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management & leadership

August 3, 2013

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School management and leadership are often conflated but, while they are inter-related concepts, they are not identical; a well managed school may not necessarily be well led, and much depends on whether espoused theories accord in reality with theories-in-use (Argyris, 1995; Argyris & Schon, 1974). The converse is more likely a well led school will probably be well managed.

Thus, the relationship of management to leadership can be seen as symbiotic, perhaps depicted as a venn diagram highlighting areas of commonality as well as distinction. Since features of managing and leading involve different skills, foci and strategies, effective leaders will cultivate mindful harmony of both practices in order to achieve school improvement through unrelenting focus on learning as a collaborative endeavour (Hargreaves, 2010).

Management has been distinguished as maintenance whereas leadership is seen as learning and development by theorists identifying transformation as a dynamic of

collaborative learning that leads to purposeful change (Hopkins & Jackson, 2003, p. 100).

Given the complexity of this interplay, where intricate embedded interaction

converts tacit knowledge to explicit knowledge on an ongoing basis (Fullan, 1999, p. 15),

artful school leadership demands setting and communicating the organisation’s vision as its most important feature (Mendels, 2012). Since any learning ecosystem is complex, and processes can appear turbulent, if not chaotic (Meadows, 2008), alignment of leadership practice will involve

the deliberate linking of the key features of the school so as to best serve the purposes of the school as a dynamic educational environment (ACEL, 2011).

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Essential features of school leadership therefore include:

  • Setting direction through the school vision and generating influence
  • Attending to the organisation’s health as both well managed (resources, policies & frames)  and well led (people in context)
  • Awareness of distinct tensions through reciprocal process (Hargreaves, 2010).

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Selected references

ACEL. (2011). Diagnostic inventory of school alignment. USQ Australia: University of Southern Queensland. Retrieved July 30 2013 from: http://disasurvey.acelleadership.org.au/

Argyris, C. (1995). Action Science and Organizational Learning. Journal of Managerial Psychology, 10(6), 20-26.

Argyris, C. & Schon, D. (1974). Theory in Practice: Increasing professional effectiveness. San Francisco: Jossey-Bass.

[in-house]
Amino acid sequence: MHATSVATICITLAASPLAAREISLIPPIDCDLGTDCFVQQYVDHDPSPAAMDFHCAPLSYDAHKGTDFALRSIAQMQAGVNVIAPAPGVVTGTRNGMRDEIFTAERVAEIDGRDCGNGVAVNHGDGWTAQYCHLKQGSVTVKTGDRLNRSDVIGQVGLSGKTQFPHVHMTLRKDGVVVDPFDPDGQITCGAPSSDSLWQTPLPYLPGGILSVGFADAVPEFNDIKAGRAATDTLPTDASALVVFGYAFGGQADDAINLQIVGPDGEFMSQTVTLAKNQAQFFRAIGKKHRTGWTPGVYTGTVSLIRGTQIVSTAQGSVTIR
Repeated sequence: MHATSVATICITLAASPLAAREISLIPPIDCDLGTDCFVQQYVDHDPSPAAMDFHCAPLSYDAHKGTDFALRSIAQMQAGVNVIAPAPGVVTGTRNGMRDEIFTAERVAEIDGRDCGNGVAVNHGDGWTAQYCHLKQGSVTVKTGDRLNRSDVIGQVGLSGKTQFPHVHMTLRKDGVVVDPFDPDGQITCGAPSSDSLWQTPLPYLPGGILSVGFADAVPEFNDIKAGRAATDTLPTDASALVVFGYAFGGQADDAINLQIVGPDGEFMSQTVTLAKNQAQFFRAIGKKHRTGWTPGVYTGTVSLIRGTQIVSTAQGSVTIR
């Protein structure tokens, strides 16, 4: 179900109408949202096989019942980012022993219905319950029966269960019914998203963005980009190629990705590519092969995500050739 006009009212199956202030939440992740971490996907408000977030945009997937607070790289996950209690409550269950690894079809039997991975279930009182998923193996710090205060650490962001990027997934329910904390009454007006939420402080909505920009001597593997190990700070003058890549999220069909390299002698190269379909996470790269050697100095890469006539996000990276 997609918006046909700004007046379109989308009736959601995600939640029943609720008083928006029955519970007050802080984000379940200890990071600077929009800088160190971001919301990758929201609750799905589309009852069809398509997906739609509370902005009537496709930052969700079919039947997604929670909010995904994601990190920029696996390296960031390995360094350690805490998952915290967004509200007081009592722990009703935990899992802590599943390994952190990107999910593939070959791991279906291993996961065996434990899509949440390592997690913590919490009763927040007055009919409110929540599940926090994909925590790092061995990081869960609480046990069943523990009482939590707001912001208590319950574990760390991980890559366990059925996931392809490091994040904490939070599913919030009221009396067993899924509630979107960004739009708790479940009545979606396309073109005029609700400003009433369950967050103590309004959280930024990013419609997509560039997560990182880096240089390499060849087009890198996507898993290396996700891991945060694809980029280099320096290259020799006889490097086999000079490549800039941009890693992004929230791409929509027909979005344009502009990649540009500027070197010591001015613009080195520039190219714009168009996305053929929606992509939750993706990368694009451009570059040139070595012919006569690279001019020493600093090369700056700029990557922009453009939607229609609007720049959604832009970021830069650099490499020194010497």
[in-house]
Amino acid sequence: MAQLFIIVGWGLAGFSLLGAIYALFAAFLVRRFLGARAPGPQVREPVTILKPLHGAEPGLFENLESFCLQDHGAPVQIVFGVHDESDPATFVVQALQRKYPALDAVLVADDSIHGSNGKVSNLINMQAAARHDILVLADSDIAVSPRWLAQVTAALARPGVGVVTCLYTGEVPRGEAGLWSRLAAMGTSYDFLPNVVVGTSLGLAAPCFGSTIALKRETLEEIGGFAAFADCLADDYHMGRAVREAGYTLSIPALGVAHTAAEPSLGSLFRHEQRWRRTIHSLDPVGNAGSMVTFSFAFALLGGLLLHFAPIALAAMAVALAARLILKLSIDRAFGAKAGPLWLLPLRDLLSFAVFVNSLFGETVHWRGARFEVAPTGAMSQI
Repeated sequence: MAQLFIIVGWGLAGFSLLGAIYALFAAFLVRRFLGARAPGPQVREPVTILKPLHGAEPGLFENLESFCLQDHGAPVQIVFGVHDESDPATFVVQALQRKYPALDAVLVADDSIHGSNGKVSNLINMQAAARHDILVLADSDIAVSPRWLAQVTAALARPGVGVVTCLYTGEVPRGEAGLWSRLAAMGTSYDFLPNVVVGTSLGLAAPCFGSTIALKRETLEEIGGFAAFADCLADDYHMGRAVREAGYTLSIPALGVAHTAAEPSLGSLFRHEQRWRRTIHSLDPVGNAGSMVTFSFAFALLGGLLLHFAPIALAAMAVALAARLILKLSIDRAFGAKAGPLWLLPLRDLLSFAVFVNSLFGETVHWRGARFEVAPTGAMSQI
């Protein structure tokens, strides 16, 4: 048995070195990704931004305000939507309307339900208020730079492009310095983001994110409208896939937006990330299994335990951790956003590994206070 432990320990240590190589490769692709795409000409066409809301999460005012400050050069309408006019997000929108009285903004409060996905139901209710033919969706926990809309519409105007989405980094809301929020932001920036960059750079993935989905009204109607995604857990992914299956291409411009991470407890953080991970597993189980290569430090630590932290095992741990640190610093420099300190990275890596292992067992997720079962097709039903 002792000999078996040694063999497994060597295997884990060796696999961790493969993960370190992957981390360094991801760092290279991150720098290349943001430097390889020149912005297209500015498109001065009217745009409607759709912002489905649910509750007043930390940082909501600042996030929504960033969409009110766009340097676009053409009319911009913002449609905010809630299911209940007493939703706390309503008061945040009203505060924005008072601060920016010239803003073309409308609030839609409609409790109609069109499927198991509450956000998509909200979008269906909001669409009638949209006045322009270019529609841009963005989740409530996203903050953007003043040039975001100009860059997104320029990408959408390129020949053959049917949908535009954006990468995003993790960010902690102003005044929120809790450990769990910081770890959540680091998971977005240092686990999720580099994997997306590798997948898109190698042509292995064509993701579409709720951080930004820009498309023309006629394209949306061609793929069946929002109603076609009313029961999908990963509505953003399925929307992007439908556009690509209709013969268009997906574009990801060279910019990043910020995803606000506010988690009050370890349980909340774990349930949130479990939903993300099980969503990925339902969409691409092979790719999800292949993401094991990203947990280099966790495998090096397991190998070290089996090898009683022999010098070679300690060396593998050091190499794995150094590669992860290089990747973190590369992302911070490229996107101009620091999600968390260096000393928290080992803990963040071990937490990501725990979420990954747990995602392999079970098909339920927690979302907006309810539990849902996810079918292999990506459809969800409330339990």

Fullan, M. (1999). Change forces: The sequel. London: Falmer Press.

Hargreaves, D.H. (2010). Creating a self-improving school system. Nottingham: National College for Leadership of Schools and Children’s Services.

Hopkins, D., & Jackson, D. (2003). Building the capacity for leading and learning. In A. Harris, C. Day, D. Hopkins, M. Hadfield, A. Hargreaves & C. Chapman (Eds.), Effective leadership for school improvement (pp. 84-104). New York: RoutledgeFalmer.

Meadows, D. (2008). Thinking in systems: A primer. White River Junction, Vermont: Chelsea Green Publishing.

Mendels, P. (2012). The effective principal. Journal of Staff Development, 33(1), 54 – 58.

Sackson, E. (2010). Manager vs. leader. Toondoo cartoon. Retrieved February 26, 2013 from: http://www.toondoo.com/cartoon/2071116

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4 Comments leave one →
  1. August 3, 2013 11:15 pm

    I liken it to flying a kite.
    Leadership is akin to the wind and updrafts (vision and planning) which keep it aloft. Without the steady, skillful guidance from the tug of the string (Management), the kite would float more-or-less aimlessly back to earth.
    And, yes, there always needs to be a productive tension between the two 🙂

  2. August 4, 2013 6:18 am

    Thanks for sharing the metaphor, Maurice – I am building a collection 🙂 Favourites so far are Drucker’s “harmonise” and “dance” via Meadows.
    Our Dean of Education warns us to beware adjectival leadership; complexity is the reigning paradigm it seems, and mechanistic models are outmoded (Senge criticises “machine age thinking”).
    Interesting unit so far – the remainder of assignment one occupies space between my head and Evernote, so, more to come!
    Sam

  3. August 4, 2013 12:32 pm

    Thanks for this Sam – have just started Masters of Ed Leadership myself this past week – will need to clip this to Evernote myself for my first assignment! Thanks for the references too.

    • August 4, 2013 5:35 pm

      Best wishes for the study, Denise – hope workshops, reading and discussions are inspiring.
      What is your first assignment?
      Sam

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